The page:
Victory! ELLE Magazine Announces Fur Free Future
With a readership of 33 million and 100 million monthly online visitors, ELLE’s International Director, Valeria Bessolo Llopiz, told a conference organised by The Business of Fashion publication that fur was no longer acceptable.
“The presence of animal fur in our pages and on our digital media is no longer in line with our values, nor our readers. It is time for ELLE to make a statement that reflects our attention to the critical issues of protecting and caring for the environment and animals, rejecting animal cruelty. It is also an opportunity for ELLE to increase awareness for animal welfare, bolster the demand for sustainable and innovative alternatives, and foster a more humane fashion industry.”
Paradigm shift towards a fur free future
This news follows hot on the heels of the announcement in September by global fashion house KerIng to go fur free. Kering owns 12 major fashion brands including Gucci, Saint Laurent and Alexander McQueen. Other major houses such as Versace, Prada, Burberry, Westwood and Michael Kors have also staked their fur free claim recently. ELLE’s announcement has been welcomed by fur free campaigners worldwide and it is hoped that this significant move will encourage other publications and fashion houses to follow their inspirational lead.
ELLE China and other Asian editions going fur free
The magazine has signed an undertaking to drop fur that is already in force in 13 of its editions and 21 more will impose the measure from January 1, 2022 and the remainder will start on Jan 1, 2023. ELLE editions include publications in China, Hong Kong, Taiwan, Japan, South Korea, Singapore, India, Indonesia, Vietnam and Thailand. ACTAsia is thrilled to see ELLE’s global fur free charter has been signed by their Asian editions, which is a significant move for Asia, where fashion companies and consumers are less aware of the issues surrounding animal welfare and the use of fur.
ACTAsia has long promoted a move to go fur free in China given its place as the world’s biggest national producer and consumer of fur. As fur farms have been closing in Europe, China’s industry has alarmingly strengthened, as international partnerships take advantage of unregulated production and high profits. In addition, the relevant regulations related to fur farming in China are much less stringent than in Europe and North America – which have provided another advantage for foreign investment and migration of business to China. As a result, the move for ELLE China to go fur free in 2023 is even more symbolic for the global fur free movement.
Fur free is not just about animal welfare
Globally, the fur free movement may have started with ethical reasons due to animal suffering. However, we are now facing the unstoppable climate crisis and the COVID pandemic crisis.
The feed and keeping of fur farmed animals are the two main contributing factors impacting climate change. Producing feed for the millions of animals kept for fur comes with a severe ecological footprint and fur farming directly contributes towards climate change. Energy is also consumed at every stage of fur production. This is in addition to the energy costs of transporting the animal pelts and finished fur garments around the globe, throughout all the stages of the fur industry.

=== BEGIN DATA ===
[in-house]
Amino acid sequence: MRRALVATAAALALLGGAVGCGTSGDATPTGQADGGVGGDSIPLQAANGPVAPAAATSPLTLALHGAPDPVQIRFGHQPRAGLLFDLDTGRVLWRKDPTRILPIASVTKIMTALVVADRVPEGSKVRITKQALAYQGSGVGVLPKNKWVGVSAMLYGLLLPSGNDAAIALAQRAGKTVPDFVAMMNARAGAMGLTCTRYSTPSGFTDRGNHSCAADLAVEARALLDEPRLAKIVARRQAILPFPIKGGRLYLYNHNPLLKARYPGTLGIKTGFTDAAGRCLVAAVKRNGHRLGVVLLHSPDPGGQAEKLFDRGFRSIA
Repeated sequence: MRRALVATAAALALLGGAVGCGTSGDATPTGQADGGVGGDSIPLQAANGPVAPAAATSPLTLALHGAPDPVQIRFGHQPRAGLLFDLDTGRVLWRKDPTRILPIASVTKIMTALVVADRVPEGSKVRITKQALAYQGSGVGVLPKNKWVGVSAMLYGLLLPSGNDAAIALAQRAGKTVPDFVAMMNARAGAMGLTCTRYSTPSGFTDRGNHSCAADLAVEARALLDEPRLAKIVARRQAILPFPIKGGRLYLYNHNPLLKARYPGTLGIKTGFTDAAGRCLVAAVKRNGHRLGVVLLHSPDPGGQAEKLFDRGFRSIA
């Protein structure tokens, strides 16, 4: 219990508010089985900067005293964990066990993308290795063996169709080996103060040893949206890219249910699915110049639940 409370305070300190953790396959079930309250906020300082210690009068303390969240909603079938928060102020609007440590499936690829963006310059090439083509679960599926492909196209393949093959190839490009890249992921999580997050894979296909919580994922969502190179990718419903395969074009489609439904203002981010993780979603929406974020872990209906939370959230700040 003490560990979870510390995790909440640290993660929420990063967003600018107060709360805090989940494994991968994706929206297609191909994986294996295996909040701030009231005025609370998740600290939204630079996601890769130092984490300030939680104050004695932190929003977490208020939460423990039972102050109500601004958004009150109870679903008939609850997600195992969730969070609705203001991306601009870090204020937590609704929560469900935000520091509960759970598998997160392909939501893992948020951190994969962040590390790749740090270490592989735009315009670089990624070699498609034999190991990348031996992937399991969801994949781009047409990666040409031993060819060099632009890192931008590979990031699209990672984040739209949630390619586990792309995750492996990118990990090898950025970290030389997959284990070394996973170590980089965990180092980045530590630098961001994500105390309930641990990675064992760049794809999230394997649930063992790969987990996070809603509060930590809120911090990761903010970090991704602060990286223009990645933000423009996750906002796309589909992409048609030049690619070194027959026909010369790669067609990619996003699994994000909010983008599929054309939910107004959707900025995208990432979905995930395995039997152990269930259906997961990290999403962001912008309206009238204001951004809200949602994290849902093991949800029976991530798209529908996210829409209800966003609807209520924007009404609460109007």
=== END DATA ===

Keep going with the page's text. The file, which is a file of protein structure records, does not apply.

This bold move is a game changer in China and the rest of Asia
ACTAsia has long been discussing the fur issue with ELLE China, so this breakthrough is a phenomenal step for animal welfare, human welfare and the environment. ACTAsia has been meeting with ELLE China since 2017 and ACTAsia’s CEO and Founder Pei, spoke at ELLE Active, an event hosted in Chengdu for ELLE readers in China.
As Pei comments: ACTAsia congratulates ELLE magazine for their progressive move and becoming a model for the global fashion trend publications. We are particularly excited that ELLE mainland China and other Asian ELLE editions are included in the company’s fur free charter. ELLE magazines are acting as a socially responsible company by taking a leading role in promoting sustainable development goals and climate change. This is great news for the industry and another boost to fur free and sustainable fashion brands who are striving to protect animals, people and the environment. Momentum is building and we are hopeful for a fur free future in China and Asia”.
ACTAsia educates Consumers about the need to go Fur Free
ACTAsia’s fur free sustainable fashion project has been recognised as the part of the UN’s Conscious Fashion and Lifestyle Network. ACTAsia actively informs consumers about the truth behind fur, the brutal cruelty and catastrophic environmental damage that result from production. ACTAsia has been campaigning on the fur issue since 2012, and hosts an annual International Fur Free Fashion Festival in mainland China – this year being the 7th year of the Festival. But now the reality of the risk zoonotic disease is embedded in the fur trade, the major fashion houses and fashion publications are now really listening.
ACTAsia hopes that ELLE’s announcement will inspire other fashion brands and publications to go fur-free. Pei commented: “We are thrilled that by omitting fur from their articles and advertising the global lifestyle leader will positively influence consumers to make compassionate choices, moving the magazine ahead in terms of trends and consumer values in China.”
The hope that other brands and media names will follow suit was echoed by Constance Benqué, CEO for Lagardère News and CEO of ELLE International who stated: “We hope that, with this commitment, ELLE will open the path for other media to disallow fur promotion, all around the globe, and promote a fur-free future.”